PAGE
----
On June 20, 2017, one hundred and twenty mobility leaders will convene in Cambridge, Massachusetts to discuss the future of mobility in the Boston region at the Boston Mobility Summit. This summit aims to harness the ingenuity and innovation already underway in the Commonwealth as well as the expertise of invited global thought leaders with best practices directly applicable to Boston’s challenges.
This day-long leadership summit will bring together C-suite executives from the private sector and public sector, non-profit leaders, entrepreneurs and academics to share local and global best practices applicable to the Boston region. The focus will be on transformative new technologies, policies, financing mechanisms, design and collaboration models with a particular focus on low-carbon and equitable solutions.
If you are interested in attending this invite-only summit, please fill out this application: http://cityminded.org/boston-application.
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Spotlighting innovations in urban sustainability and connected technology
People seem frequently to assume that the terms “sustainability” and “resilience” are synonyms, an impression reinforced by the frequent use of the term “climate resilience”, which seems to enmesh both concepts firmly. In fact, while they frequently overlap, and indeed with good policy and planning reinforce one another, they are not the same. This article picks them apart to understand where one ends and the other begins, and where the “sweet spot” lies in achieving mutual reinforcement to the benefit of disaster risk reduction (DRR).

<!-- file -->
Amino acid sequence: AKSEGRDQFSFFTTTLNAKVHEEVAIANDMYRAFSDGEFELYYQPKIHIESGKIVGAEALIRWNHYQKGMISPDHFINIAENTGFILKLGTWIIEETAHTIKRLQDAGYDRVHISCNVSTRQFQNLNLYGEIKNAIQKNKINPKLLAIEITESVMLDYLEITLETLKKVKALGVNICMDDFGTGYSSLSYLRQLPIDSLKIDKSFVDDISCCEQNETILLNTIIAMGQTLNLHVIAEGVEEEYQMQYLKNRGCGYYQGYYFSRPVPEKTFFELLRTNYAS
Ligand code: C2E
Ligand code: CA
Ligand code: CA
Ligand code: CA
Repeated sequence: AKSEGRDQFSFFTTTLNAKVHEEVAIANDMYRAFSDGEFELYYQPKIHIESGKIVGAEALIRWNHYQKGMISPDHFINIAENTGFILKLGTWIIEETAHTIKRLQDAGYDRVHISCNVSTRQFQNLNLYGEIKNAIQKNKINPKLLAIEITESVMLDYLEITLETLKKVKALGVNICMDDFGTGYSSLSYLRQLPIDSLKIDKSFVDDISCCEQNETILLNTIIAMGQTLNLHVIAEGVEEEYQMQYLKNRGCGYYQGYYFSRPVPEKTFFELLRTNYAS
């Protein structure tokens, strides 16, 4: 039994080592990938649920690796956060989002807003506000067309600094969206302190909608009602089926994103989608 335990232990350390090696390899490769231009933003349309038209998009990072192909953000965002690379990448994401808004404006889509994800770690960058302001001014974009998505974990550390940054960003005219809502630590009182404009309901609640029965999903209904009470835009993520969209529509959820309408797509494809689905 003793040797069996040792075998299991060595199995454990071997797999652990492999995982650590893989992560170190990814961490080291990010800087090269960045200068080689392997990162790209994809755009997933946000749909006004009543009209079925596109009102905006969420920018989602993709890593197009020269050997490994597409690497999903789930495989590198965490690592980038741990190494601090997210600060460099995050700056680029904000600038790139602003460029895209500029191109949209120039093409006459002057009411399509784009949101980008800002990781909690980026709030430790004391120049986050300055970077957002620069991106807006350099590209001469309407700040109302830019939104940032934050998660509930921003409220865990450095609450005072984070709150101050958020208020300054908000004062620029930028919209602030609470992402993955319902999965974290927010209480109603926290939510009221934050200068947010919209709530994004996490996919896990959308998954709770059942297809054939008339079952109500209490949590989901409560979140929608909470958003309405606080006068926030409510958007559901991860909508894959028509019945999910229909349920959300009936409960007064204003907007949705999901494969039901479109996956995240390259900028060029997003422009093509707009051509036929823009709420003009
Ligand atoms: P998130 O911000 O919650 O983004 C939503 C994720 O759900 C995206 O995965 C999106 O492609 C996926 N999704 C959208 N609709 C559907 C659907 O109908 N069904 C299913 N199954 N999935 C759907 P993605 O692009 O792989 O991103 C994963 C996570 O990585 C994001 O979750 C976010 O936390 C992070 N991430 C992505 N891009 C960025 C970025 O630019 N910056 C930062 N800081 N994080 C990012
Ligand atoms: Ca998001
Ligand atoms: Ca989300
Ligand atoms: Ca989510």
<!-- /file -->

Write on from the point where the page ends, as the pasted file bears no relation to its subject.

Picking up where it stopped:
As extreme weather conditions become the new normal—from floods in Baton Rouge and Venice to wildfires in California, we need to clean and save stormwater for future use while protecting communities from flooding and exposure to contaminated water. Changing how we manage stormwater has the potential to preserve access to water for future generations; prevent unnecessary illnesses, injuries, and damage to communities; and increase investments in green, climate-resilient infrastructure, with a focus on communities where these kinds of investments are most needed.